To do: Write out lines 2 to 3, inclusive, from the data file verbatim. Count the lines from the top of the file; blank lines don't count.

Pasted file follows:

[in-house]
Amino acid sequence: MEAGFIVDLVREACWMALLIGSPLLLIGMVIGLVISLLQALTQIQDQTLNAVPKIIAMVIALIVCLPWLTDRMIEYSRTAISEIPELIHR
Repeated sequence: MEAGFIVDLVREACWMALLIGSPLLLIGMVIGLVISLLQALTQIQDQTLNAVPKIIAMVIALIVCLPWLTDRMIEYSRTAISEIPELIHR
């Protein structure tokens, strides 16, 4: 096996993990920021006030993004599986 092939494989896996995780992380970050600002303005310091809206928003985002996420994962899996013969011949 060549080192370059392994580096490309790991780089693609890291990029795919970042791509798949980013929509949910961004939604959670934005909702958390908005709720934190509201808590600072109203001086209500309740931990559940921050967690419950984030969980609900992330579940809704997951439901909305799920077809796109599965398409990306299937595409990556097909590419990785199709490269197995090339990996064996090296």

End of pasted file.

Amino acid sequence: MEAGFIVDLVREACWMALLIGSPLLLIGMVIGLVISLLQALTQIQDQTLNAVPKIIAMVIALIVCLPWLTDRMIEYSRTAISEIPELIHR
Repeated sequence: MEAGFIVDLVREACWMALLIGSPLLLIGMVIGLVISLLQALTQIQDQTLNAVPKIIAMVIALIVCLPWLTDRMIEYSRTAISEIPELIHR